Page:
use what you have — the sony nex-5n

The genesis of this post was an earlier post by Marc Beebe ( ) where he mused about camera G.A.S. (gear acquisition syndrome) and if he should and how he would afford it, or even why. That got me thinking about all the gear I’ve got scattered around my home, and how I’ve collected it over the decades going back to the 1970s. I won’t go back that far. I’ll limit my personal musings to digital only, specifically with my lone Sony camera, the NEX-5N. It was released in late 2011, a good 12 years ago.

I’ve written about this camera before, back to when I purchased it and used it a bit before it wound up sitting on a shelf in my cabinet. I purchased it as a closeout sale from Amazon, with the 18-55mm all plastic Sony kit zoom. I later picked up a pair of Sigma primes, a 19mm/2.8 and a 30mm/2.8. They are all plastic with metal mounts, and they were on sale for $99/each. They’re not the fastest focusing, and at a maximum of f/2.8, not the fastest for gathering light. But they’re still quite good for what they offer, which is a lot. And for $400 total for the camera and three lenses, it didn’t produce a budgetary hit the way other camera bodies and lenses do. The only other cameras that good and that inexpensive were the few Olympus Micro Four Thirds cameras from that same period, the E-PL1 to E-PL3. For me, that period in time from 2012 to 2015 was a golden age of digital photography when you could buy quite good cameras for very little money. It reminded me of the film days from the mid-1970s to the early 1980s.

So I pulled out the 5N and checked the batteries. Yep, the batteries were all discharged. I have three, one being an original Sony NP-FW50, the other two being Wasabi BTR-FW50-JWP. Let me say right now that the Wasabi batteries are absolute junk. They might be less than half the cost, but you get what you pay for; they’re less than half the Sony batteries. I was able to fully charge the Sony battery, but neither of the Wasabi batteries would charge to 100%, and I could watch the Wasabi batteries discharge right before my eyes by just turning on the camera and looking at the rear LCD. While the original Sony battery is still good, I’m going to pick up a second from a local store and recycle the two Wasabi batteries. These are the last Wasabi batteries I still have. I had the same bad experience with Wasabi batteries for my Olympus cameras.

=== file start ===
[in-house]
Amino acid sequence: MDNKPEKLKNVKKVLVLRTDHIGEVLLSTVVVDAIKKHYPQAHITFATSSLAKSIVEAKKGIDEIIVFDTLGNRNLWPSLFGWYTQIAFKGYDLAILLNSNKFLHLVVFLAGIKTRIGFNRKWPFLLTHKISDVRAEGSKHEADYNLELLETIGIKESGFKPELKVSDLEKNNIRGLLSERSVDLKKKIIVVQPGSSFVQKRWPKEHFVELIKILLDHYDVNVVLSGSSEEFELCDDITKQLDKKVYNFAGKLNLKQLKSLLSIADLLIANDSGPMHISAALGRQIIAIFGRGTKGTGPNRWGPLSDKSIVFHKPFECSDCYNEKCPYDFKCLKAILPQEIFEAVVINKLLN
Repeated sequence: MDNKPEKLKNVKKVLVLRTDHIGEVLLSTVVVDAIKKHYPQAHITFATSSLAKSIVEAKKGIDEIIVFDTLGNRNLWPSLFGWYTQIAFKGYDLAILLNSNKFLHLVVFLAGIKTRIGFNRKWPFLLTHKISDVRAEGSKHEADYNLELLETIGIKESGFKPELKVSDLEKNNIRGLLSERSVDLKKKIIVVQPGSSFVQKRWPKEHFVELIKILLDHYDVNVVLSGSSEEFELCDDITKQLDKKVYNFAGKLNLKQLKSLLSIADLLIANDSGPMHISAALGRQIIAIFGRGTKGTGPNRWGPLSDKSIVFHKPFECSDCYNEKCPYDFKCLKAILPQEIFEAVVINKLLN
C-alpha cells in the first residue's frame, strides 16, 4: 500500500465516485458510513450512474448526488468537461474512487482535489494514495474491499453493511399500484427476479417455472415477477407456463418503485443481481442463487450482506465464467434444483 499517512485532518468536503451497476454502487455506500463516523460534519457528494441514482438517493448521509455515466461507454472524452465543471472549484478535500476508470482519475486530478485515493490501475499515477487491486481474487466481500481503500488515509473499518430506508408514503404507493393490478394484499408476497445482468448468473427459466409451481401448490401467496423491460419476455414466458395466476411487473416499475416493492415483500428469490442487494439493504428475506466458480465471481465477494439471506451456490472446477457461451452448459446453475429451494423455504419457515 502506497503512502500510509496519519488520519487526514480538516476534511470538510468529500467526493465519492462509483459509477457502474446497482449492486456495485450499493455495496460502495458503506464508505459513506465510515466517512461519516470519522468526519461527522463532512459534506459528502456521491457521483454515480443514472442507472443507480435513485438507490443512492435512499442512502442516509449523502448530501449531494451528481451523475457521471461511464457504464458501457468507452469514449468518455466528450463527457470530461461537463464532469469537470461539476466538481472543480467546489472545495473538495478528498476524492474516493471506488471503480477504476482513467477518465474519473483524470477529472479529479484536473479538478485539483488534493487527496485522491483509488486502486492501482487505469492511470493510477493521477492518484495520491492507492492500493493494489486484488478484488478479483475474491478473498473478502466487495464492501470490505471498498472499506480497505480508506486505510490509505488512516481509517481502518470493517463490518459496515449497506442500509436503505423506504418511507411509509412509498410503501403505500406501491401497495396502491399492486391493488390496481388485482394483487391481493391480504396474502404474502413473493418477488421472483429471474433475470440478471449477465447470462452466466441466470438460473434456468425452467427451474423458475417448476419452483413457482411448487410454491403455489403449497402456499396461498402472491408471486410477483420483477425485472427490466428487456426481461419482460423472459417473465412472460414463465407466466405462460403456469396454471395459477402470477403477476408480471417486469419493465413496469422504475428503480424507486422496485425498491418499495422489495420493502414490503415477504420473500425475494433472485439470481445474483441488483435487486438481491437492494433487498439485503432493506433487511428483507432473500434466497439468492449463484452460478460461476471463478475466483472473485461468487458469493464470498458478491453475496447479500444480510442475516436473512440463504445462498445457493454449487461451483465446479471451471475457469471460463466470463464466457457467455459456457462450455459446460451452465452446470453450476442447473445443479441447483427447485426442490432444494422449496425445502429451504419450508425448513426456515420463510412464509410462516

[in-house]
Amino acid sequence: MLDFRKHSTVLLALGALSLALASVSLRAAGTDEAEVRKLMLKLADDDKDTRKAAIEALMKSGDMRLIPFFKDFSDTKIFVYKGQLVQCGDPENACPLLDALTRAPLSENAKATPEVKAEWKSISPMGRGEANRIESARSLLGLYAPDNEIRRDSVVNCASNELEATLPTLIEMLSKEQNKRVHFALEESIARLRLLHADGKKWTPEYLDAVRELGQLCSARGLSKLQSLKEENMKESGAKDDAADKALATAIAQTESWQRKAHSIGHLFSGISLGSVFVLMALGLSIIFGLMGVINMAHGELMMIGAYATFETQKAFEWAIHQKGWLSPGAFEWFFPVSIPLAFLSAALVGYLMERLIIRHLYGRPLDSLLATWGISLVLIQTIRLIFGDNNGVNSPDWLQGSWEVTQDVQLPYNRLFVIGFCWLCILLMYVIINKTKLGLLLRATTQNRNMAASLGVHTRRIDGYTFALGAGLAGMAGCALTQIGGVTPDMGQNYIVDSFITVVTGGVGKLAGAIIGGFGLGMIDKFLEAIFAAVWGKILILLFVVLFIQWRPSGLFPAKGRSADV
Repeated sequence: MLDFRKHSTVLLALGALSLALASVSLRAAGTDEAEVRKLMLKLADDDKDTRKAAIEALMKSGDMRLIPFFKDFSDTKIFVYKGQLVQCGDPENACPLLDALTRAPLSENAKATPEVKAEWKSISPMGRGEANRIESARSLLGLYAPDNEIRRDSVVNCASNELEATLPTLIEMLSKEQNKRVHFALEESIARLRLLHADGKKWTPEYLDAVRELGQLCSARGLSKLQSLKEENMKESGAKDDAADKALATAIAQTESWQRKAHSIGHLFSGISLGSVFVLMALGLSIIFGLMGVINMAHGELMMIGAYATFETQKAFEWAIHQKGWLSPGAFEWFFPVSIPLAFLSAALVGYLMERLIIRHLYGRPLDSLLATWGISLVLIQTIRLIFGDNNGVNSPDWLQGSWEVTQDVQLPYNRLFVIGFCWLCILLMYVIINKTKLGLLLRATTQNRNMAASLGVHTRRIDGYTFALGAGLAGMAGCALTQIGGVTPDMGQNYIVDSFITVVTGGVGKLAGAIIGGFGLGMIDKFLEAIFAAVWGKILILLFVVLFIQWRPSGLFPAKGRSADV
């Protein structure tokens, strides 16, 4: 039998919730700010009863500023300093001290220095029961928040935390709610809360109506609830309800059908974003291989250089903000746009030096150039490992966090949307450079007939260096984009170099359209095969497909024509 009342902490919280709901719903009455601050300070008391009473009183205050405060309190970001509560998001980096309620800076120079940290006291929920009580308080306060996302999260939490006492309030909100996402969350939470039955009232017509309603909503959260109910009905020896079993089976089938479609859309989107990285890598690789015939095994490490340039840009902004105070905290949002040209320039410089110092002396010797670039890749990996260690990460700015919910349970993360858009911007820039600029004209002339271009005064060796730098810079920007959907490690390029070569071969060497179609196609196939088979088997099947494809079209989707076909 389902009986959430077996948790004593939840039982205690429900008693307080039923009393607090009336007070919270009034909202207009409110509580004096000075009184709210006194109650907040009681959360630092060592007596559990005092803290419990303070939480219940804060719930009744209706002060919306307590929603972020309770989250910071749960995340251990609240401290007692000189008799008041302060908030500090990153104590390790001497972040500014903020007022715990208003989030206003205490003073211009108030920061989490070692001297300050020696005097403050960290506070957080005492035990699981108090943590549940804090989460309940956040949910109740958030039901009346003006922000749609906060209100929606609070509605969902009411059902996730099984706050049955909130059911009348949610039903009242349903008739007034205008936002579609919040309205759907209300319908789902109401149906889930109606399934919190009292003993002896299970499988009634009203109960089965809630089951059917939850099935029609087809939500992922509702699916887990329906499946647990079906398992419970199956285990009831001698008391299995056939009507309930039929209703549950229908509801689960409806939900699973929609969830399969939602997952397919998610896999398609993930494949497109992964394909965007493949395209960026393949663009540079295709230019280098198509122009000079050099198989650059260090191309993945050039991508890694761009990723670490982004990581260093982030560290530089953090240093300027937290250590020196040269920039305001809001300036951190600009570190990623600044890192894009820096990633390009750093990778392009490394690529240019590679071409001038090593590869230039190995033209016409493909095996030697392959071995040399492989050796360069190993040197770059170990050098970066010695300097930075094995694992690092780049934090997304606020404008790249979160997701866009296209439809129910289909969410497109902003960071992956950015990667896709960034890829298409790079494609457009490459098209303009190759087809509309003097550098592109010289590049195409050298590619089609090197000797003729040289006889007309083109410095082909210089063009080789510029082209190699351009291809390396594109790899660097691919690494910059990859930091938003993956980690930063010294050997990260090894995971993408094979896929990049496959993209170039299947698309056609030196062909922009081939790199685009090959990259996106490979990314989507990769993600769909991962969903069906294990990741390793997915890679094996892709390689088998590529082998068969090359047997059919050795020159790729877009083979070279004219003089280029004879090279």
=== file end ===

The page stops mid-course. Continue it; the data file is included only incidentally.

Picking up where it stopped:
So let’s get into a bit of photography. These are all black and white, out of the camera, not post processing, and JPEG. I’m tired of RAW processing, and in spite of all the “expert” opinions from the “influencers” across YouTube, there’s absolutely nothing wrong with the quality of those black and white JPEGs. Sony was really beginning to hit its stride with regards to image processing, and they’ve never ever gone down in quality since, only up.

Sweet girl Ruby
Nicholas Behind the Furniture
Nicholas Behind the Outdoor Furniture
Zoë Says “Boo!’
Zoë says “Boo!’
Beau Entranced
Beau Entranced